The key to performing a successful, professional job in any walk of life has long been attributed to three simple rules: preparation, quality work and clean-up. If you ever have had contractors perform work in your home, those most likely to receive your recommendation for future work typically would have followed these rules. But, if you were to rate the best of the best, the winner would probably be the one who showed the most favorable disposition—toward the job and the customer. As human beings, we simply tend to gravitate in the direction of people who are both competent and easy to get along with. Consider the following example.
Like most car owners, I have taken my vehicles to a variety of garages and dealerships for maintenance work over the years. Yet, none have ever surpassed a particular Chrysler dealership I frequented well before “customer satisfaction” became an abused mantra. There, I was fortunate to have my vehicle worked on by a mechanic named Ed, who proved to be highly competent at repairing all makes of vehicles. Ed never had a vehicle returned for poor workmanship.
What made Ed special above all else was his disposition—he cared and it showed.
For a simple oil change, Ed would clean the valve cover before filling with oil and always use a fender cover to ensure that the paint was kept clean during the process. To top the job off, he would fill up the windshield wash jar, dust the car’s dashboard, shake off dirt from the floor mats and empty the ashtrays—all on his own time and cost.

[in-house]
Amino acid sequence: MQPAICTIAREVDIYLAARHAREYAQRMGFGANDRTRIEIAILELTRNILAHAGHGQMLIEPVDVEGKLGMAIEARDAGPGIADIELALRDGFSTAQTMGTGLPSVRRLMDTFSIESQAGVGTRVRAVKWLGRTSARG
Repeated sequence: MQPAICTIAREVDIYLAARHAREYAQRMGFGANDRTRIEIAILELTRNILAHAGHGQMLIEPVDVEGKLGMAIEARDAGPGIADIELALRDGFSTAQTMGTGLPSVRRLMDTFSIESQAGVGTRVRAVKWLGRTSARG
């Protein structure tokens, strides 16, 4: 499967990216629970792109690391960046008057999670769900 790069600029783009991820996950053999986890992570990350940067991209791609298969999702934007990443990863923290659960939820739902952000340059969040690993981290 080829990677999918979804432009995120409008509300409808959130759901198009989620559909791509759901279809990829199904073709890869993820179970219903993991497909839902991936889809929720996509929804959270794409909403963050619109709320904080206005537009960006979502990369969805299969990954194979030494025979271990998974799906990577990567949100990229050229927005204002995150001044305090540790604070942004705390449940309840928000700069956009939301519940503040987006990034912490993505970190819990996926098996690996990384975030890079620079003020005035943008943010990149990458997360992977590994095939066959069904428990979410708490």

On his own volition, Ed also had negotiated a special rate with the local car wash. That helped him out with larger mechanical jobs—when he would run a car through the wash during his test drive at the end of the work.
Little wonder Ed was loved by his customers, becoming the most requested mechanic at the dealership. Sadly, I lost Ed as my mechanic when I was fortunate enough to lure him away from the dealership and hire him as a lubrication system installation specialist. With training, Ed excelled and went on to become an exceptional and wellrespected lubrication program manager.
Whether we choose to believe it or not, all maintainers are in the customer service business—and good service does get recognized.
Simple acts like planning the job beforehand, having the right parts to do the work, ensuring cleanliness and safety at the job site, performing work carefully, cleaning up the mess and the equipment—including tools—at the end of the job and taking the time to complete the paperwork correctly are all hallmarks of caring and excellence! Doing it with a smile just adds icing to the cake.
Adopting good work habits, with a good disposition is simply taking care of business the right way. This approach, in turn, is good for the equipment, good for the environment, good for department moral and good for you in the long run.
Are you taking care of business the right way? Good Luck!
Ken Bannister is lead partner and principal consultant for Engtech Industries, Inc. Telephone: (519) 469-9173; e-mail: firstname.lastname@example.org